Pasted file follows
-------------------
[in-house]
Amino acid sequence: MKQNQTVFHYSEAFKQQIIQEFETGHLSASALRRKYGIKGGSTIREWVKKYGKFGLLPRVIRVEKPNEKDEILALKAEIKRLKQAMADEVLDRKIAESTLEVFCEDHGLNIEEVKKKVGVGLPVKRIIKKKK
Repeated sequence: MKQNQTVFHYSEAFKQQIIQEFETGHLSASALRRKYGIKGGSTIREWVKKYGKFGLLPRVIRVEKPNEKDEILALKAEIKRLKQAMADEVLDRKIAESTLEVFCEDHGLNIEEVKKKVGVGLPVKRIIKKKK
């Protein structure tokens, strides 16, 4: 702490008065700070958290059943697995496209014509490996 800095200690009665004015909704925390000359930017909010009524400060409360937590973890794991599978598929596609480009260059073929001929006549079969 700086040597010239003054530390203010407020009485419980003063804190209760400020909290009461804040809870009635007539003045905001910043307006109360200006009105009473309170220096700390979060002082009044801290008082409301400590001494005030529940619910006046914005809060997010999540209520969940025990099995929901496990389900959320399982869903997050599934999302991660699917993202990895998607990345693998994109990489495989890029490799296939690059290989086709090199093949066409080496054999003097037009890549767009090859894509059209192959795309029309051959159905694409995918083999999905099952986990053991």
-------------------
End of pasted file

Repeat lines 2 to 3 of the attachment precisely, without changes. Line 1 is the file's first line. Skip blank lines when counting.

Amino acid sequence: MKQNQTVFHYSEAFKQQIIQEFETGHLSASALRRKYGIKGGSTIREWVKKYGKFGLLPRVIRVEKPNEKDEILALKAEIKRLKQAMADEVLDRKIAESTLEVFCEDHGLNIEEVKKKVGVGLPVKRIIKKKK
Repeated sequence: MKQNQTVFHYSEAFKQQIIQEFETGHLSASALRRKYGIKGGSTIREWVKKYGKFGLLPRVIRVEKPNEKDEILALKAEIKRLKQAMADEVLDRKIAESTLEVFCEDHGLNIEEVKKKVGVGLPVKRIIKKKK